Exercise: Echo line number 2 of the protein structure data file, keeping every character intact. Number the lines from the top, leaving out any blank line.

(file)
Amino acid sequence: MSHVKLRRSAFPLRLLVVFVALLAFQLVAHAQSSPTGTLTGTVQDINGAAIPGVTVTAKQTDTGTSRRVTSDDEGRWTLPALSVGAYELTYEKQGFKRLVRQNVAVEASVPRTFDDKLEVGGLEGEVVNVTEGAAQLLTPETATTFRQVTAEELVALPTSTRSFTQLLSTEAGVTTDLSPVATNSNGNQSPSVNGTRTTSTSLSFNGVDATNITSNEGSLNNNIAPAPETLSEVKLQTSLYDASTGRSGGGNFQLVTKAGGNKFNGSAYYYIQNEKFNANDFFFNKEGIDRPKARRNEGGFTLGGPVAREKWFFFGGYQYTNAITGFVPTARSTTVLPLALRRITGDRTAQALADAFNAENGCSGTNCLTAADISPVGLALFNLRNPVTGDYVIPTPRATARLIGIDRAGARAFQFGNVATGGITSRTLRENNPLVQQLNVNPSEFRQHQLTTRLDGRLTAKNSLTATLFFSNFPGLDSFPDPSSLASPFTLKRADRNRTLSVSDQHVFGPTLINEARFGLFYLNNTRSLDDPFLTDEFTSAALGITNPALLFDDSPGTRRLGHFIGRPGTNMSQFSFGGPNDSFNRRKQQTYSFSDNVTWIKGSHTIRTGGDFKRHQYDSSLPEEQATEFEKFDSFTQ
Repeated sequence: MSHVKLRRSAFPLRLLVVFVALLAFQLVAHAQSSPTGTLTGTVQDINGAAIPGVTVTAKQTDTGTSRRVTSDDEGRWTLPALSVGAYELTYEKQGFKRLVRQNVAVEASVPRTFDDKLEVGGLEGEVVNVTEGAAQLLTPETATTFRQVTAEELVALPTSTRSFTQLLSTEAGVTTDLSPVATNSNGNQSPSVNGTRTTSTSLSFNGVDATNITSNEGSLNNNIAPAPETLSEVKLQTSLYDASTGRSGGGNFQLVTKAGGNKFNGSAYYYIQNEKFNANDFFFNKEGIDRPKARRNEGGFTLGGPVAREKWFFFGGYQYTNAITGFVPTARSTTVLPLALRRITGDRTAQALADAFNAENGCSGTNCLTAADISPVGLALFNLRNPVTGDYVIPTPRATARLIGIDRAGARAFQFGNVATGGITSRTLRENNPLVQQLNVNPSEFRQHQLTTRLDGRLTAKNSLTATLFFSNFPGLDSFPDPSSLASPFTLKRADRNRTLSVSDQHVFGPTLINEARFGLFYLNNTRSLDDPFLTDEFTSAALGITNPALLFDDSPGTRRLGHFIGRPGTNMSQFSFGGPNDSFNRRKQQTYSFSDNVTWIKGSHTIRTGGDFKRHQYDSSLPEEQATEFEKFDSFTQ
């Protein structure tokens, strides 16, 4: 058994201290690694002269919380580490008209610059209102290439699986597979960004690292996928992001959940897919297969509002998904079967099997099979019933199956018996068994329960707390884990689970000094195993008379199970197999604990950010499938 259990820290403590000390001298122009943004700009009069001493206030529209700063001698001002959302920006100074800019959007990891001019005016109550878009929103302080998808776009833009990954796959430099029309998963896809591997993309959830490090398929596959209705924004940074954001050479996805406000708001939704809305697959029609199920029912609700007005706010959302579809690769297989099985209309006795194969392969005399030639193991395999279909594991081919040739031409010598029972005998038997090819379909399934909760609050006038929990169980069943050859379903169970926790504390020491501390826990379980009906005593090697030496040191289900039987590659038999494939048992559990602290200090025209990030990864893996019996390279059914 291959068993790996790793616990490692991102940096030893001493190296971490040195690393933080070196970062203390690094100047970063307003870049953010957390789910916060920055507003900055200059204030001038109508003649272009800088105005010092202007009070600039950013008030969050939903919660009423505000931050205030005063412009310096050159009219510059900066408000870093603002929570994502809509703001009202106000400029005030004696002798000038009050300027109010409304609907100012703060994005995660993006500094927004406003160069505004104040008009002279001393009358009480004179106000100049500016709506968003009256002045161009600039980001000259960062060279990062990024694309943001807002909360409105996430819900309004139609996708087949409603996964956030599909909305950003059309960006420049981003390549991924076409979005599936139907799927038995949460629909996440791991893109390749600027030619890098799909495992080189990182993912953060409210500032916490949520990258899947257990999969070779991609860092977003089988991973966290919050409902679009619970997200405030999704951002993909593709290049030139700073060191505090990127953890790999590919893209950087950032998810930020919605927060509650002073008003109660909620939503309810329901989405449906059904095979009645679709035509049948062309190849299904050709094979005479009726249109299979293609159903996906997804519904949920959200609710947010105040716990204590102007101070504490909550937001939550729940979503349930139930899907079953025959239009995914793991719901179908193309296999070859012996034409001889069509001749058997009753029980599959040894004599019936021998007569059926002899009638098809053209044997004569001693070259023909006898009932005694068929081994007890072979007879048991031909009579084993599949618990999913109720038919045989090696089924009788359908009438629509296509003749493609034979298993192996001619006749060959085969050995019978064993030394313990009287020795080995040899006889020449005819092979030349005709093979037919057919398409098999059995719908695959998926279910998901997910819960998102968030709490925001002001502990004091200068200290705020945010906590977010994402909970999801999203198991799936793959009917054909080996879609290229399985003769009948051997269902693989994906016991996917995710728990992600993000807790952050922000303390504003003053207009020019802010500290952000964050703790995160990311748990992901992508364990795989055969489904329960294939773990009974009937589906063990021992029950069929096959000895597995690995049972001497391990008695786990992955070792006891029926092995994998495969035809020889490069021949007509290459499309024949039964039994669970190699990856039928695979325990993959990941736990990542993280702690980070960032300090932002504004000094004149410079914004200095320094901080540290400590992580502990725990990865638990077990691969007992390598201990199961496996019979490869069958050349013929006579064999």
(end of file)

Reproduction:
Repeated sequence: MSHVKLRRSAFPLRLLVVFVALLAFQLVAHAQSSPTGTLTGTVQDINGAAIPGVTVTAKQTDTGTSRRVTSDDEGRWTLPALSVGAYELTYEKQGFKRLVRQNVAVEASVPRTFDDKLEVGGLEGEVVNVTEGAAQLLTPETATTFRQVTAEELVALPTSTRSFTQLLSTEAGVTTDLSPVATNSNGNQSPSVNGTRTTSTSLSFNGVDATNITSNEGSLNNNIAPAPETLSEVKLQTSLYDASTGRSGGGNFQLVTKAGGNKFNGSAYYYIQNEKFNANDFFFNKEGIDRPKARRNEGGFTLGGPVAREKWFFFGGYQYTNAITGFVPTARSTTVLPLALRRITGDRTAQALADAFNAENGCSGTNCLTAADISPVGLALFNLRNPVTGDYVIPTPRATARLIGIDRAGARAFQFGNVATGGITSRTLRENNPLVQQLNVNPSEFRQHQLTTRLDGRLTAKNSLTATLFFSNFPGLDSFPDPSSLASPFTLKRADRNRTLSVSDQHVFGPTLINEARFGLFYLNNTRSLDDPFLTDEFTSAALGITNPALLFDDSPGTRRLGHFIGRPGTNMSQFSFGGPNDSFNRRKQQTYSFSDNVTWIKGSHTIRTGGDFKRHQYDSSLPEEQATEFEKFDSFTQ